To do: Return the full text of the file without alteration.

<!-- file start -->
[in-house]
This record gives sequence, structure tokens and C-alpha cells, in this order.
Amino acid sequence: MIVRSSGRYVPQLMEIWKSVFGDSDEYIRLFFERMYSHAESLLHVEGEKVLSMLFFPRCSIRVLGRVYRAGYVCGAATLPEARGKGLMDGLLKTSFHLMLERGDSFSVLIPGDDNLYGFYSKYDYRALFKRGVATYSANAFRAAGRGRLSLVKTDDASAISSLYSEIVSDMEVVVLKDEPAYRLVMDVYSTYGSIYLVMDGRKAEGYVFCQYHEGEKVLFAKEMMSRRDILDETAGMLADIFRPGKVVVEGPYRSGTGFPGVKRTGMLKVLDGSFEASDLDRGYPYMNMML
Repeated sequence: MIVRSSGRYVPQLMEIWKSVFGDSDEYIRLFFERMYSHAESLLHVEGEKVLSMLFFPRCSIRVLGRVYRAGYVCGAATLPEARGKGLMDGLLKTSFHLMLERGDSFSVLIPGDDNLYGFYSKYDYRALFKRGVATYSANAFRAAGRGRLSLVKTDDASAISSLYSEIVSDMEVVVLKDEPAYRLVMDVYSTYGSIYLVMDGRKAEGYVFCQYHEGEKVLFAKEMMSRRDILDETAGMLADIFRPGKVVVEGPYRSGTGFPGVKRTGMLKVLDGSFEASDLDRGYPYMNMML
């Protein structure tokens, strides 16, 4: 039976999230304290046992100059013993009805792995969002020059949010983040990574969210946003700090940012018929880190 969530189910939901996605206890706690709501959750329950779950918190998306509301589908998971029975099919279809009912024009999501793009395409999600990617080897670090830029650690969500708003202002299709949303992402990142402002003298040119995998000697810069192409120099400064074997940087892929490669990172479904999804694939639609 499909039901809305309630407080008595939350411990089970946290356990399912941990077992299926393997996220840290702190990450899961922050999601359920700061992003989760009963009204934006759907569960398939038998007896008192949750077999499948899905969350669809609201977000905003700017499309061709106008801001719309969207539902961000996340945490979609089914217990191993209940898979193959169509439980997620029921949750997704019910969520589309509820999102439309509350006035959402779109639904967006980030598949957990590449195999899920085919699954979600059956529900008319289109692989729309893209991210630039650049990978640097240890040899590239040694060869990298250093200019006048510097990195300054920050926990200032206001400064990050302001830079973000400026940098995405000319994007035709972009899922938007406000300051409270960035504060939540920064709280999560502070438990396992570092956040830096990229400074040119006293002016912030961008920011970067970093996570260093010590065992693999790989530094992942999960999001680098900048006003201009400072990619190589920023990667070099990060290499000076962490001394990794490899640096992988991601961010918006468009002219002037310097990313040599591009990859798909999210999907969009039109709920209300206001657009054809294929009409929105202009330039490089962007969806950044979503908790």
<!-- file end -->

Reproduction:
[in-house]
This record gives sequence, structure tokens and C-alpha cells, in this order.
Amino acid sequence: MIVRSSGRYVPQLMEIWKSVFGDSDEYIRLFFERMYSHAESLLHVEGEKVLSMLFFPRCSIRVLGRVYRAGYVCGAATLPEARGKGLMDGLLKTSFHLMLERGDSFSVLIPGDDNLYGFYSKYDYRALFKRGVATYSANAFRAAGRGRLSLVKTDDASAISSLYSEIVSDMEVVVLKDEPAYRLVMDVYSTYGSIYLVMDGRKAEGYVFCQYHEGEKVLFAKEMMSRRDILDETAGMLADIFRPGKVVVEGPYRSGTGFPGVKRTGMLKVLDGSFEASDLDRGYPYMNMML
Repeated sequence: MIVRSSGRYVPQLMEIWKSVFGDSDEYIRLFFERMYSHAESLLHVEGEKVLSMLFFPRCSIRVLGRVYRAGYVCGAATLPEARGKGLMDGLLKTSFHLMLERGDSFSVLIPGDDNLYGFYSKYDYRALFKRGVATYSANAFRAAGRGRLSLVKTDDASAISSLYSEIVSDMEVVVLKDEPAYRLVMDVYSTYGSIYLVMDGRKAEGYVFCQYHEGEKVLFAKEMMSRRDILDETAGMLADIFRPGKVVVEGPYRSGTGFPGVKRTGMLKVLDGSFEASDLDRGYPYMNMML
């Protein structure tokens, strides 16, 4: 039976999230304290046992100059013993009805792995969002020059949010983040990574969210946003700090940012018929880190 969530189910939901996605206890706690709501959750329950779950918190998306509301589908998971029975099919279809009912024009999501793009395409999600990617080897670090830029650690969500708003202002299709949303992402990142402002003298040119995998000697810069192409120099400064074997940087892929490669990172479904999804694939639609 499909039901809305309630407080008595939350411990089970946290356990399912941990077992299926393997996220840290702190990450899961922050999601359920700061992003989760009963009204934006759907569960398939038998007896008192949750077999499948899905969350669809609201977000905003700017499309061709106008801001719309969207539902961000996340945490979609089914217990191993209940898979193959169509439980997620029921949750997704019910969520589309509820999102439309509350006035959402779109639904967006980030598949957990590449195999899920085919699954979600059956529900008319289109692989729309893209991210630039650049990978640097240890040899590239040694060869990298250093200019006048510097990195300054920050926990200032206001400064990050302001830079973000400026940098995405000319994007035709972009899922938007406000300051409270960035504060939540920064709280999560502070438990396992570092956040830096990229400074040119006293002016912030961008920011970067970093996570260093010590065992693999790989530094992942999960999001680098900048006003201009400072990619190589920023990667070099990060290499000076962490001394990794490899640096992988991601961010918006468009002219002037310097990313040599591009990859798909999210999907969009039109709920209300206001657009054809294929009409929105202009330039490089962007969806950044979503908790």